Sunday, April 3, 2016

The Nutrition Debate #322: Ketosis, the Ketogenic Diet and Supplemental Ketones: An Overview

The National Institutes of Health researcher, Richard L. Veech, addressing KETOSIS, said it best (to Gary Taubes):
"Doctors are scared of ketosis. They're always worried about diabetic ketoacidosis.
 But ketosis is a normal physiologic state. I would argue it is the normal state of man.”
I have been writing about Ketosis and NUTRITIONAL KETOSIS (before it had its new moniker) in various posts for about 5 years. More recently, Amy Berger, a blogger at, put together an excellent 3-part series on the subject starting here. You need go no further than Amy’s series for all you need to know about the similarities and differences between “very low carb” and “keto-adapted.” It’s an excellent source for those who want to lose weight, including those with Metabolic Syndrome, Pre-Diabetes and Type 2 Diabetes.

The therapeutic KETOGENIC DIET has been around since 1921 when Russell Wilder developed it for the treatment of childhood epilepsy. He also developed the formula for the ketogenic/glucogenic ratio (K:G). The keto fraction in the original ratio is about 90% fat, with adequate protein and de minimis carbohydrates.

Both Nutritional Ketosis and the therapeutic Ketogenic Diet are dietary regimens with specific targets; the first is broad and the second narrow but starting to explode. The broad goal of Nutritional Ketosis is primarily 1) easy weight loss without hunger, 2) improved control of glucose metabolism for treatment of metabolic disorders like Pre-Diabetes and Type 2 Diabetes, and 3) huge improvements in lipid (cholesterol) and inflammation markers.

The narrow goal of the therapeutic Ketogenic Diet was (and is) the treatment of drug-resistant epilepsy. Today, however, there is a burgeoning interest in researching the KETOGENIC DIET as an adjunctive therapy for many other serious medical conditions including Alzheimer’s disease, Parkinson’s disease, Huntington’s disease, multiple sclerosis, ALS (Lou Gehrig’s disease), and various types of cancer.

Years ago I heard Eugene Fine lecture on the alternative use of ketones as “brain food” in the treatment of brain cancer, specifically glioblastomas. Brain cancers “feed” on glucose, but while fatty acids (catabolized from triglycerides) can’t cross the blood-brain barrier, ketones, a byproduct of the breakdown, can.

While interesting to me at the time, glioblastomas comprise only about 15% of all brain tumors and brain tumors only about 2% of all cancers. Recently, however, I attended the 1st Annual Nutritional Ketosis and Metabolic Therapeutics Conference in Tampa, FL, and I gained a totally new perspective on ketones. In this 4-part I will share my lay perspectives from this 3-day event with you. Spoiler alert: It has transformed my thinking. I’ve had an awakening.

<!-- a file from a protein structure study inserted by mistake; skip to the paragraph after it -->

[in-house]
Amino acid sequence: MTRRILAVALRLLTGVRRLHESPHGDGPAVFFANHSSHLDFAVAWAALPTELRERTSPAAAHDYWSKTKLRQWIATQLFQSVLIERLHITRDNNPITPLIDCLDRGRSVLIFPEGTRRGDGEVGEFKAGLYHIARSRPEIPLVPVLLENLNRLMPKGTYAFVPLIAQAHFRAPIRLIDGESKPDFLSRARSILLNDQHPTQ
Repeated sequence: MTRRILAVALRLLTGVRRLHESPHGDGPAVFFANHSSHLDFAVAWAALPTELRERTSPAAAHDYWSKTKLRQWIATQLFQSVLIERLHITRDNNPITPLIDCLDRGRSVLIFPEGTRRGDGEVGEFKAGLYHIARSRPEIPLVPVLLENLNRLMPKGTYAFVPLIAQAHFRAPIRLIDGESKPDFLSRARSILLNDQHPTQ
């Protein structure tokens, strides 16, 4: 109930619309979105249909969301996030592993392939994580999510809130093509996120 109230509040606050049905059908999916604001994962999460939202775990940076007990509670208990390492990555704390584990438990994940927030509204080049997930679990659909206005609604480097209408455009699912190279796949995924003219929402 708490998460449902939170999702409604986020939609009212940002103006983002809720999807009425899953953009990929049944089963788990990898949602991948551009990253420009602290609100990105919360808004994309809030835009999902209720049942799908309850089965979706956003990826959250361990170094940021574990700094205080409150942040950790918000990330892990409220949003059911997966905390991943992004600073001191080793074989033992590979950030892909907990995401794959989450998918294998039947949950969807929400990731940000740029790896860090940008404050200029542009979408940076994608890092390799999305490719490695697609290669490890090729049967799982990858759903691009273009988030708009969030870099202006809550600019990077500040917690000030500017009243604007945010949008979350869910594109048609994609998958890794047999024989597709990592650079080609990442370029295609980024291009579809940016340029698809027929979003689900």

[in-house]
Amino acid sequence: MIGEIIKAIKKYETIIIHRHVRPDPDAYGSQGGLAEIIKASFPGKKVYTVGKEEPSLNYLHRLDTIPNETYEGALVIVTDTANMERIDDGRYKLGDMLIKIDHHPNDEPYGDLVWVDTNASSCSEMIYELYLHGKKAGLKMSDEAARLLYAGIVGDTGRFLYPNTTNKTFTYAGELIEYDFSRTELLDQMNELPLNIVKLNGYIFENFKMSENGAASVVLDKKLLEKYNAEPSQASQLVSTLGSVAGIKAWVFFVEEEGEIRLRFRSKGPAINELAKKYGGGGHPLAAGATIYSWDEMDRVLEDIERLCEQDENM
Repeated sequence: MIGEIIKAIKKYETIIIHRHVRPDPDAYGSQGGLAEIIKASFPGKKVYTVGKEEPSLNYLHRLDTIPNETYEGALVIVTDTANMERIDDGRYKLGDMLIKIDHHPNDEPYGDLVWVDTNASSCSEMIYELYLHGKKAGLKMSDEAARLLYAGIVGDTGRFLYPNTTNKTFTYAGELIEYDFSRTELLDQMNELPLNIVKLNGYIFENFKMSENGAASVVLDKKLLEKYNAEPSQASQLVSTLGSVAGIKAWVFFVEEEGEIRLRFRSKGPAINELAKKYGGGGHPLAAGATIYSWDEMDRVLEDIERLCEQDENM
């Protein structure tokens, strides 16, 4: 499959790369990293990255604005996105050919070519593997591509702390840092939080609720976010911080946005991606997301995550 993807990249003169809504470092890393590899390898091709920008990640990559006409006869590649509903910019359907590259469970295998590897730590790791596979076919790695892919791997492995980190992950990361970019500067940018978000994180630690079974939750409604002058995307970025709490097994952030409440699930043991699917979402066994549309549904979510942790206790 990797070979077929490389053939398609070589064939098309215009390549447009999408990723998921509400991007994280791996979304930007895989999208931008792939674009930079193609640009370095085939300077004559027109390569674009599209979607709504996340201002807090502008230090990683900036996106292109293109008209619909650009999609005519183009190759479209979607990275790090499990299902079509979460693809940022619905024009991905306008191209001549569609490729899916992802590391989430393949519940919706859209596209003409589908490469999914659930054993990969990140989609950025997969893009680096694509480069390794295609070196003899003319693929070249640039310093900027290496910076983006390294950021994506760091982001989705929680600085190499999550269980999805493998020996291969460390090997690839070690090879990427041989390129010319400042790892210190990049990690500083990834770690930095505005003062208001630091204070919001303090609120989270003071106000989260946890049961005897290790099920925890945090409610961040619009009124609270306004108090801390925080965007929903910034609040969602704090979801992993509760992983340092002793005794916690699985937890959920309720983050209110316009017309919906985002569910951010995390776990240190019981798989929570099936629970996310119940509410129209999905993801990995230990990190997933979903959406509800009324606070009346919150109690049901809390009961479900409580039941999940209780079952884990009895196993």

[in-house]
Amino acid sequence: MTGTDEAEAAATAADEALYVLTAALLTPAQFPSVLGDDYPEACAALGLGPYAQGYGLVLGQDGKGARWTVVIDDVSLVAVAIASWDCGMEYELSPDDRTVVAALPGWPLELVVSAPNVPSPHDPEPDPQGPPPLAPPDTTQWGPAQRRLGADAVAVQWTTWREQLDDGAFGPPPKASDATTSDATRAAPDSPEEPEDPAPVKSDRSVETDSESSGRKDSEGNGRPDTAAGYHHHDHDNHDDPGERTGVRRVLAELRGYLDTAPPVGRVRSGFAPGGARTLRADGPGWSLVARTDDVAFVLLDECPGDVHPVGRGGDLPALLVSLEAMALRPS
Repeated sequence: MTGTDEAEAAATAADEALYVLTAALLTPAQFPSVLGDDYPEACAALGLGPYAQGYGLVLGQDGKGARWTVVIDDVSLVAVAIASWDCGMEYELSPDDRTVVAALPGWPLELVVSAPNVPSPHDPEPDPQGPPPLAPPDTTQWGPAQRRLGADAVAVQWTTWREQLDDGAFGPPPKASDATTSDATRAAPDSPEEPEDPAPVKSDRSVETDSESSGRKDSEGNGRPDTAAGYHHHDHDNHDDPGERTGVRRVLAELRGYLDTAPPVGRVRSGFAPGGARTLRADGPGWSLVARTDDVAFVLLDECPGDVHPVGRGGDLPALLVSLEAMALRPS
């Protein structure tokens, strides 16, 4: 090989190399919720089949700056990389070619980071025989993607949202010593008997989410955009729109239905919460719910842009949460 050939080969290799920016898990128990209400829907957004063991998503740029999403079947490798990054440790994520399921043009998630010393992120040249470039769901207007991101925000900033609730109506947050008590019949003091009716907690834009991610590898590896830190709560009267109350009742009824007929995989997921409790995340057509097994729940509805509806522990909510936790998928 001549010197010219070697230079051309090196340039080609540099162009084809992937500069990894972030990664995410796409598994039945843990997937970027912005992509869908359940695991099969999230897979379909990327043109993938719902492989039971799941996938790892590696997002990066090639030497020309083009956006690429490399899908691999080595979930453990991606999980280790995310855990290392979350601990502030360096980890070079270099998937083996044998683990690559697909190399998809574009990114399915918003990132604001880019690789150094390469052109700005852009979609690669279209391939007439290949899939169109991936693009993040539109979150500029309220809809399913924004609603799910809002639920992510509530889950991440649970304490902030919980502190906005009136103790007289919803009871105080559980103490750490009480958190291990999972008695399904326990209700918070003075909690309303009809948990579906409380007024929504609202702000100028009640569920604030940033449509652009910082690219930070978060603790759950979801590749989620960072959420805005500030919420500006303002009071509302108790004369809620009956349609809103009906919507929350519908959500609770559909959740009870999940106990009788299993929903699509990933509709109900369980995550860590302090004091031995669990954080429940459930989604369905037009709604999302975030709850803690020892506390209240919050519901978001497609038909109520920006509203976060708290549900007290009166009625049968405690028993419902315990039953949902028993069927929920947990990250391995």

But today I will just describe what I saw as the component constituencies and then give you my main takeaway. Remember, this is from the perspective of an old, type 2 diabetic; as such, what I shared in common with most people over 50 (before changing my Way of Eating), is a diet-related, genetic expression of a metabolic disorder, and related body-weight issues (obesity), high blood pressure (hypertension) and “high” (they say) cholesterol (dyslipidemia). All these things, epidemiologically speaking, put me at much greater risk of a passel of diseases.

The conference was organized by PhDs at the University of South Florida and was attended by many iconic PhDs and MDs in the field. Subject matter was diverse and included plenary and break-out sessions to accommodate the different constituencies. The two main themes in the break-out sessions were, as the name implies, 1) nutritional ketosis and SUPPLEMENTAL KETONES for performance athletes, and 2) metabolic therapies, also with SUPPLEMENTAL KETONES, for diseases including brain cancer and Alzheimer’s Disease (AD), both for the same reason: Ketone bodies are the preferred “brain food” and easily cross the blood—brain barrier.

In the following columns I will not explore supplemental ketones from the performance athlete’s perspective. I will, however, tell you how I have become newly motivated 1) to not just be very low carb/keto-adapted in my diet (but not particularly interested in how my urine scores on a keto strip – I never was), and also 2) to introduce ketones to my body every day for the rest of my life as a therapeutic and perhaps prophylactic practice.


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  6. Thanks, Janet. Did you also read the rest of the series?